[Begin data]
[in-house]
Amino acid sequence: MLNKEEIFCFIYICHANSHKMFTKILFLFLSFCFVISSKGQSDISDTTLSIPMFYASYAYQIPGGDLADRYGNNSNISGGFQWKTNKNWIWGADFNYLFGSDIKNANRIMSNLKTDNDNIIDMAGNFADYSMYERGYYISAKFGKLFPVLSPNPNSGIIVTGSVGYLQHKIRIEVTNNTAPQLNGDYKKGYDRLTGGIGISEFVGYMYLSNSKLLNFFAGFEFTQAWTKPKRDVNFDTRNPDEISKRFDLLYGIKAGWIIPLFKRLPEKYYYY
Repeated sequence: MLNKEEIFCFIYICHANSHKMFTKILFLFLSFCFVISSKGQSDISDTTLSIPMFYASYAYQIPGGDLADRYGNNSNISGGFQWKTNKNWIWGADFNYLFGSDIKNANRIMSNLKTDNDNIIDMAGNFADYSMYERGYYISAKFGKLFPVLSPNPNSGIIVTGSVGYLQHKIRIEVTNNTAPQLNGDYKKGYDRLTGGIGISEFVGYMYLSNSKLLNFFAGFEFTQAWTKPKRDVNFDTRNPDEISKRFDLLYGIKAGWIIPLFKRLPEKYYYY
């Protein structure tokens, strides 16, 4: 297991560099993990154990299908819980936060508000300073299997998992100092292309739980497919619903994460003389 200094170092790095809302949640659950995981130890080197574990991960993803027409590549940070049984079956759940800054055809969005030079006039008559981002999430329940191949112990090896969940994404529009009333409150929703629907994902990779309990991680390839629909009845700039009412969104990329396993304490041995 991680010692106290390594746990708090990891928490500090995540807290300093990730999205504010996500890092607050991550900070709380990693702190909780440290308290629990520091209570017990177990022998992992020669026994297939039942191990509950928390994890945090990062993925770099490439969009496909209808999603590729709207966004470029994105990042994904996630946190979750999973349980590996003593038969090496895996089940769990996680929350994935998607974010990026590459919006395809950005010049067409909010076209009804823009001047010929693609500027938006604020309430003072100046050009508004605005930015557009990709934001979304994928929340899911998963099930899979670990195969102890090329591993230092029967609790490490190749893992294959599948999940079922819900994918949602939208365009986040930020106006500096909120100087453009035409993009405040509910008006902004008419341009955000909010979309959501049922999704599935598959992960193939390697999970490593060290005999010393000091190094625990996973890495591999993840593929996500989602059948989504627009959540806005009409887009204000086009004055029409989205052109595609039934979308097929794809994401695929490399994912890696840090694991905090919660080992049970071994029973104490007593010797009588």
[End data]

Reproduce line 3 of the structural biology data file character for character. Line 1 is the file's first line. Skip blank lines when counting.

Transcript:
Repeated sequence: MLNKEEIFCFIYICHANSHKMFTKILFLFLSFCFVISSKGQSDISDTTLSIPMFYASYAYQIPGGDLADRYGNNSNISGGFQWKTNKNWIWGADFNYLFGSDIKNANRIMSNLKTDNDNIIDMAGNFADYSMYERGYYISAKFGKLFPVLSPNPNSGIIVTGSVGYLQHKIRIEVTNNTAPQLNGDYKKGYDRLTGGIGISEFVGYMYLSNSKLLNFFAGFEFTQAWTKPKRDVNFDTRNPDEISKRFDLLYGIKAGWIIPLFKRLPEKYYYY